SJB Interiors create a context-sensitive upgrade to a 1950’s residential building in Sydney’s Eastern Suburbs. Elana Castle reports.
“The main goals of this project were to work with the integrity of the original building design wherever possible,” explains SJB director Kirsten Stanisich in reference to SJB Interiors’ upgrade of a distinctive mid-century modern building in Sydney’s Eastern Suburbs. “The client, Philippe Reymond, was really open to using materials and finishes which were much truer to the period of the building.”
In response, the SJB team selected a soft grey and lemon colour palette, white laminates with timber edging for the kitchens and a small white brick mosaic for the splashbacks. “It was really refreshing to break away from the typical finishes palettes often seen in multi-unit residential projects,” adds Stanisich. “We also retained the existing pine wall panelling and finished it with a light lime wash to maintain the personality of the timber.”
The bathrooms also reflect the palette of the era as represented by mono-chromatic small format gloss mosaic tiles. “To bring in some patterning to the floor in the kitchen, we selected a basket weave pattern Bolon floor to reflect the patterning of the original linoleum floor tiles,” adds Stanisich. “There was also an existing small black pattern parquetry floor which was restored, sanded and re-finished. It gives a beautiful tapestry pattern to the apartments as well as a warmth against the whiter elements of the walls, ceilings and window frames.”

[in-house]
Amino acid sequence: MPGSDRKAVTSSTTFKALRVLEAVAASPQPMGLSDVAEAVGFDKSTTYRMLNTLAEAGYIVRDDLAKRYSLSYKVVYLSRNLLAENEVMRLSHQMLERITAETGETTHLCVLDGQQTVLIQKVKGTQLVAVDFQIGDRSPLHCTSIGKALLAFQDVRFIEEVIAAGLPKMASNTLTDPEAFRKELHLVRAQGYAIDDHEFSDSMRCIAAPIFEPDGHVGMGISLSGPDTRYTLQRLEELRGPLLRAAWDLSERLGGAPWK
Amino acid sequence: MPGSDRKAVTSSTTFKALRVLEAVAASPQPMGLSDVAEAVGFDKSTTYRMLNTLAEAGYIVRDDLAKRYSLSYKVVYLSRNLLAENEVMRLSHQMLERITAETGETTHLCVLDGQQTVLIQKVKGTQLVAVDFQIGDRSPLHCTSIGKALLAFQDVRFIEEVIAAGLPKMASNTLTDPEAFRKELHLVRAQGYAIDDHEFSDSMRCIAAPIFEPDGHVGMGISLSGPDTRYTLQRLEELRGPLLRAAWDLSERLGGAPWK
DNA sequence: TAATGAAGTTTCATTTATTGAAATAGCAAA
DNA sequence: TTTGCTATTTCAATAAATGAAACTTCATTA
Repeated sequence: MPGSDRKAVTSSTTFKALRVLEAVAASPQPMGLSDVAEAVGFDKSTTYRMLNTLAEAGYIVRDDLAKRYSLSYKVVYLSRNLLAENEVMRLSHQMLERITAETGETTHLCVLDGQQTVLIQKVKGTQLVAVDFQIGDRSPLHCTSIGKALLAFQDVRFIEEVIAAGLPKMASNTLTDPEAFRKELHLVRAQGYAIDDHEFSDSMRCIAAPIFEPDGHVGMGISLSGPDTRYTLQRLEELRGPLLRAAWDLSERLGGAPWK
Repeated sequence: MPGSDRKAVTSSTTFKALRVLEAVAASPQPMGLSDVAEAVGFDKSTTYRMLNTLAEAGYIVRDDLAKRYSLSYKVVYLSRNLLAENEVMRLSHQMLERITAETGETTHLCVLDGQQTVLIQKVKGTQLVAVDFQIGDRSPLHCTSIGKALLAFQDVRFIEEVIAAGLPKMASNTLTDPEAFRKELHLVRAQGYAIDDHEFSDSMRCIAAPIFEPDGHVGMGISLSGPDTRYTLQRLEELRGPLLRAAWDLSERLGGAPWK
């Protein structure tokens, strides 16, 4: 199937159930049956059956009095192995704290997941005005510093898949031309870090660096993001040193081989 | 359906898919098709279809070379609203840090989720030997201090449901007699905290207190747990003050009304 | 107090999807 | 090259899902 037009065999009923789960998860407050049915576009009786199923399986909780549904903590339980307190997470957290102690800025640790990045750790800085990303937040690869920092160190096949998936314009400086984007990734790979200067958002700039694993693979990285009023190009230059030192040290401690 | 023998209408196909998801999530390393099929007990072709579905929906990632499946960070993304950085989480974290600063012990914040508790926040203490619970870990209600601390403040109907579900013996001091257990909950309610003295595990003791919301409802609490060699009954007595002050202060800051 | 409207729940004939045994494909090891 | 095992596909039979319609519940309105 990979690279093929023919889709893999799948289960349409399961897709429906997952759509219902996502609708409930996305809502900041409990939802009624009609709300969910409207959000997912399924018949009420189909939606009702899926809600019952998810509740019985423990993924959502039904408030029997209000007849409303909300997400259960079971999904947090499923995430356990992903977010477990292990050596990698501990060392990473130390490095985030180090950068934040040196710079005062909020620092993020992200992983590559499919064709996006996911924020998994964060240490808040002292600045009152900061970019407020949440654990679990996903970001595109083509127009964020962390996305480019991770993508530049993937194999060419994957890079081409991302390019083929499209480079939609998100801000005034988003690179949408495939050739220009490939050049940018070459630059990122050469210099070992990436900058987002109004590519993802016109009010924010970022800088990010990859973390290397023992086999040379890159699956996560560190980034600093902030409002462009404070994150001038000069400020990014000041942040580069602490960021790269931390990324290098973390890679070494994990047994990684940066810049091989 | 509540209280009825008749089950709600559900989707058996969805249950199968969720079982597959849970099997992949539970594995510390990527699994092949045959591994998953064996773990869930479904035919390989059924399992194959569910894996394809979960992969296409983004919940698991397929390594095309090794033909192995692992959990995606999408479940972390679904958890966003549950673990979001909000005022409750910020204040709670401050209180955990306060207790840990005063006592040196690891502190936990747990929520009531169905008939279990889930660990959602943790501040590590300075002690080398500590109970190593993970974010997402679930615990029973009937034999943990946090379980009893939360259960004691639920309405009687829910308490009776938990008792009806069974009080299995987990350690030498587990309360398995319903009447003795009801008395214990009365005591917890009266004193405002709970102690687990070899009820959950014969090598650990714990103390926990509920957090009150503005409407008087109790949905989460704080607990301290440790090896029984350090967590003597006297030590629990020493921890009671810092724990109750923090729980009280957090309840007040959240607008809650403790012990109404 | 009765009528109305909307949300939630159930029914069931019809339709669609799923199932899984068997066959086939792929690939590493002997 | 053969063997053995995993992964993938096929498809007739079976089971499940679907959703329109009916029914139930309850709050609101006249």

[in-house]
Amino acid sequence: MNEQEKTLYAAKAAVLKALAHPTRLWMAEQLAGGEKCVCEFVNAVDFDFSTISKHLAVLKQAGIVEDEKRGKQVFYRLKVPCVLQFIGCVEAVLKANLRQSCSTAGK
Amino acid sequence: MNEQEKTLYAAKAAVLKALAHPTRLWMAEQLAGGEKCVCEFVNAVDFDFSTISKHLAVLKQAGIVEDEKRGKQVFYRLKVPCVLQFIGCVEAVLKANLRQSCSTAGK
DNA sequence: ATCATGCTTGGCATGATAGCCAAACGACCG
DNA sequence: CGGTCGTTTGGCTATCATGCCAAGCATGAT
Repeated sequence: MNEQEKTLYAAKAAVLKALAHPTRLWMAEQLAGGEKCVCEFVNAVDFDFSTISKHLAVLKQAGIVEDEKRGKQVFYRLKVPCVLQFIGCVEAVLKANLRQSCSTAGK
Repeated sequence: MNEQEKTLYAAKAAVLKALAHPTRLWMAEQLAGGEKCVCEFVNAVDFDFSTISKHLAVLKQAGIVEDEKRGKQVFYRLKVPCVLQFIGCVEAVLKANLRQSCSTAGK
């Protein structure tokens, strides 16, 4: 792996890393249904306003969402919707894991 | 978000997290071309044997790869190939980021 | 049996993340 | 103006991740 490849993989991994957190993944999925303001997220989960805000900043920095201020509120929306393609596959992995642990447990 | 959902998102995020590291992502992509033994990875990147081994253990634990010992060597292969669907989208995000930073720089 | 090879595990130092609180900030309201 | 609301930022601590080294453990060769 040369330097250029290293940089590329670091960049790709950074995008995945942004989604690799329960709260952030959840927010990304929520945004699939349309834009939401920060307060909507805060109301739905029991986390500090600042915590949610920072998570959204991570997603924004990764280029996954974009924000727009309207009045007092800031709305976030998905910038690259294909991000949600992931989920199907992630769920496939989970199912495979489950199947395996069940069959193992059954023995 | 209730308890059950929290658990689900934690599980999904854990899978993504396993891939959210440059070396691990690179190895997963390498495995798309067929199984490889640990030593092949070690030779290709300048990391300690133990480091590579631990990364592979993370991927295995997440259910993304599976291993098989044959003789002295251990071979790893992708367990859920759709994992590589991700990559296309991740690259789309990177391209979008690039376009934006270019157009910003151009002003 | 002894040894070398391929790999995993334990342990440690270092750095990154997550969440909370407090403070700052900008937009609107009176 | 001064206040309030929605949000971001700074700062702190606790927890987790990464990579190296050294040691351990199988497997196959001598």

Whilst some reparative work was needed, other alterations to the facade were decidedly minimal. “We selected white to paint the faceted timber window frames and the cantilevered concrete slabs and contrasted it against a charcoal for the brick façade to maintain the expressions of the building as planes and frames,” adds Stanisich
“It was a great opportunity to be able to work on a project of this type,” continues Stanisich. “It would have been a lot easier, and probably cheaper, for our client to completely gut the apartments and install new contemporary designed interiors. Instead he had faith in taking a risk to deliver a refurbishment which marries into the original building design, to provide a very unique outcome in Sydney’s multi-unit residential market.”